Esther McVey Tells May To Use Rejected Deal As A Strength Against EU

14 January 2019, 07:39 | Updated: 14 January 2019, 13:46

The former work and pensions secretary says the Prime Minister needs to use a lost vote as a "position of strength" to demand a better deal from the European Union.

Speaking to Nick Ferrari, the Tory MP said that Theresa May needs to tell the EU that the withdrawal agreement is "not good enough".

"I just want to make sure the vote of the people in the referendum is carried through," she said.

But when she was asked about suggestions Brexit could be cancelled if the Prime Minister's deal is rejected in Parliament, she said: "I've heard lots of explanations to try and get us to vote for this bad deal - a deal that was unanimously rejected before Christmas.

"I've heard if you don't vote for this you won't get Brexit or no deal. No, you don't vote for this because it is a bad deal and the country can get a much better deal.

"What the Prime Minister needs to do is go back to the EU and exert as much pressure on them to get a better deal as she is exerting on her own MPs to vote on a bad deal."

Esther McVey
Esther McVey. Picture: LBC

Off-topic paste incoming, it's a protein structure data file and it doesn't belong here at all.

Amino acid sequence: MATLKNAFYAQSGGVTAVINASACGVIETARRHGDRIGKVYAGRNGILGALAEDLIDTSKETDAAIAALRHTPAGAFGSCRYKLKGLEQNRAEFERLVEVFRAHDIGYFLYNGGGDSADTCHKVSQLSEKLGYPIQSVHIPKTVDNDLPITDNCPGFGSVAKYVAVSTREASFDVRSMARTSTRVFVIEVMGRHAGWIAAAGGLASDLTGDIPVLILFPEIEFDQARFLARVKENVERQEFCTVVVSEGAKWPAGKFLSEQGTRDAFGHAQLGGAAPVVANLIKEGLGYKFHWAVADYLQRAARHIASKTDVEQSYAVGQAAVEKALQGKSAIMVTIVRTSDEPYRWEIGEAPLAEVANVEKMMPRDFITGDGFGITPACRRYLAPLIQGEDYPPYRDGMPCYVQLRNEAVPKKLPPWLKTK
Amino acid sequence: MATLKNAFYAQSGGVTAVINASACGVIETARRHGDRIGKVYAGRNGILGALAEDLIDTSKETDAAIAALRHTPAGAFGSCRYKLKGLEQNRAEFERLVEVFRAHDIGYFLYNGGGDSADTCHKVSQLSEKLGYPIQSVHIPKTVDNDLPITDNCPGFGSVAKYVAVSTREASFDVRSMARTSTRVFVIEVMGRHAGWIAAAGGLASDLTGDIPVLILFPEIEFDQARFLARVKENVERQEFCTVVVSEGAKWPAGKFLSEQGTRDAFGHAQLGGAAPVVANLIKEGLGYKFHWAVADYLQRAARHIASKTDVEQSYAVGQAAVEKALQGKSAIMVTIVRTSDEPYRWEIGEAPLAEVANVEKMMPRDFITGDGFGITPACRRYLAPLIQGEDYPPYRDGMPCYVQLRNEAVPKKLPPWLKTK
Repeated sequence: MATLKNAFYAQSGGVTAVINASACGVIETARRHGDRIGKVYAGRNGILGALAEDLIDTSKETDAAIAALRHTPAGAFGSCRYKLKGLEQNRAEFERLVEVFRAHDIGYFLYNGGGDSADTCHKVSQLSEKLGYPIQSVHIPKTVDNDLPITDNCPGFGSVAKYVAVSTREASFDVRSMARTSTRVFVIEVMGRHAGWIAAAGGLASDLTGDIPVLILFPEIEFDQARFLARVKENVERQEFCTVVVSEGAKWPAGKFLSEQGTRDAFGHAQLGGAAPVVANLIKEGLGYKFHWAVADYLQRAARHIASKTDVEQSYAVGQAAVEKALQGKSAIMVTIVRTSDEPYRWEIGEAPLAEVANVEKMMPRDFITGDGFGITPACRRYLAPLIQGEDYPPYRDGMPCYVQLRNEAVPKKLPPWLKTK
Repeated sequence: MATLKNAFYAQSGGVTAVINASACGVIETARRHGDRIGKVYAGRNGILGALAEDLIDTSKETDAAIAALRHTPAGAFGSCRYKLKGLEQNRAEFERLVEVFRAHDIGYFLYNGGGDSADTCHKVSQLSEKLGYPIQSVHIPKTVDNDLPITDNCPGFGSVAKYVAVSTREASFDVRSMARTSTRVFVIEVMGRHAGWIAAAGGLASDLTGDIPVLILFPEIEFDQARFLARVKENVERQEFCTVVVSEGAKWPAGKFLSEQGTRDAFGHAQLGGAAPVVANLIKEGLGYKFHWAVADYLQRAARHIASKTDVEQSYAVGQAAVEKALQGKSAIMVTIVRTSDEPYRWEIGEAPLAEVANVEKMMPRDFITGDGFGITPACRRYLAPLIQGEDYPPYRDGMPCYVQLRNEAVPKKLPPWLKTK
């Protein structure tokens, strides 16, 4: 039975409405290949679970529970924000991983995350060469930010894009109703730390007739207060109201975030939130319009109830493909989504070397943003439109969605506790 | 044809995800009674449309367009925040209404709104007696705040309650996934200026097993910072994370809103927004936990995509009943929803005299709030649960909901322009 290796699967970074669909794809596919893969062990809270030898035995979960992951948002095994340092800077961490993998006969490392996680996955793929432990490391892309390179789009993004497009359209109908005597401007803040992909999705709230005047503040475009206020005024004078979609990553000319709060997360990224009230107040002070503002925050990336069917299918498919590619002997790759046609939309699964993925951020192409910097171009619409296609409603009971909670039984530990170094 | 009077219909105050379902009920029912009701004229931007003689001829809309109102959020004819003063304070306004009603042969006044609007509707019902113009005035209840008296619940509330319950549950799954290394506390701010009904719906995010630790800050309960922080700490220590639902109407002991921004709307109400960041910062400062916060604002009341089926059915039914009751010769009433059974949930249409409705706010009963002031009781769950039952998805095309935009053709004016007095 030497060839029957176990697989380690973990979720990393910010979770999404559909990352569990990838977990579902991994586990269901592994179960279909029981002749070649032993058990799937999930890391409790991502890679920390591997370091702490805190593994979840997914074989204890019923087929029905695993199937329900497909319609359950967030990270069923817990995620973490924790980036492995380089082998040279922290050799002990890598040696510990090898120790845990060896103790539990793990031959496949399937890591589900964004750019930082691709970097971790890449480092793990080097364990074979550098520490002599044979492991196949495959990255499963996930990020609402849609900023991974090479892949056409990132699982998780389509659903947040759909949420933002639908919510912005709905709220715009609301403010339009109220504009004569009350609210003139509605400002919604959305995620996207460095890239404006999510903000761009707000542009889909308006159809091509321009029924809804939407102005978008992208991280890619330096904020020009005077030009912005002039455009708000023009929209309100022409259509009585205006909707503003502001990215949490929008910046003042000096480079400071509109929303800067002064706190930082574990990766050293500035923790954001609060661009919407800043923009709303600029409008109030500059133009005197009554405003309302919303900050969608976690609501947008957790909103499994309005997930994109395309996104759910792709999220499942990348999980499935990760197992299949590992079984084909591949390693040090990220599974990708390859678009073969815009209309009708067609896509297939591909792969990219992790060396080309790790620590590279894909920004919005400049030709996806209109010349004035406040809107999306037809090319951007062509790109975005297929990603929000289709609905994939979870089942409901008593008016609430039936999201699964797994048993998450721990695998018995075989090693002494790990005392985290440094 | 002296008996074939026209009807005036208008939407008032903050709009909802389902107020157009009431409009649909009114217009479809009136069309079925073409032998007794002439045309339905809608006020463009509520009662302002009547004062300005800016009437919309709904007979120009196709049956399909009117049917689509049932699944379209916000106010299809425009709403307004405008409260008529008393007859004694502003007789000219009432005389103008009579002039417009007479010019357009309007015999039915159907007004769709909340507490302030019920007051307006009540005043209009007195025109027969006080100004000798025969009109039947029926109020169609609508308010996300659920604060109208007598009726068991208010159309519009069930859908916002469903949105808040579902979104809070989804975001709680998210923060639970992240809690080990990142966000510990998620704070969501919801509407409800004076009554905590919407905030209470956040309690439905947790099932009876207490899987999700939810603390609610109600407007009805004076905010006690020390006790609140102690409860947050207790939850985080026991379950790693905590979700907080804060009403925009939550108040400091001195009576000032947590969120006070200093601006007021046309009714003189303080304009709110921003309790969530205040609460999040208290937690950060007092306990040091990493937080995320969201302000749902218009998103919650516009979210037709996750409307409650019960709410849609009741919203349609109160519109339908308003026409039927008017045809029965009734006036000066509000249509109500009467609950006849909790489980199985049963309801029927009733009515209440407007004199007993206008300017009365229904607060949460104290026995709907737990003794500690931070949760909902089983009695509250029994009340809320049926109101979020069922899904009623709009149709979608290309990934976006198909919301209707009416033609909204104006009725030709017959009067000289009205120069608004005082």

The former work and pensions secretary also set out two key stumbling blocks, calling on the UK and EU to get rid of the backstop and to not pay money to the bloc unless there is guarantee of a free trade deal.

She said: "The Prime Minister has to say I've lost my vote on Tuesday.

"use it as a position of strength to say to the EU it's not good enough, there's a better deal on the table, and remember Tusk has already said you can go for a 'Canada plus' but we just need to start negotiations on that now."

MPs are expected to reject the Prime Minister's Brexit plan when it is put to a vote in Parliament on Tuesday, but Theresa May has warned them that failing to deliver on Brexit would be a "catastrophic and unforgivable" breach of trust in the UK's democracy.

In the event her exit deal is voted down, some Brexiters have argued for the UK to leave without a deal, but other MPs also object to the no deal Brexit - calling for either Article 50 to be extended or revoked, or a second referendum to allow the general public to decide the next move.

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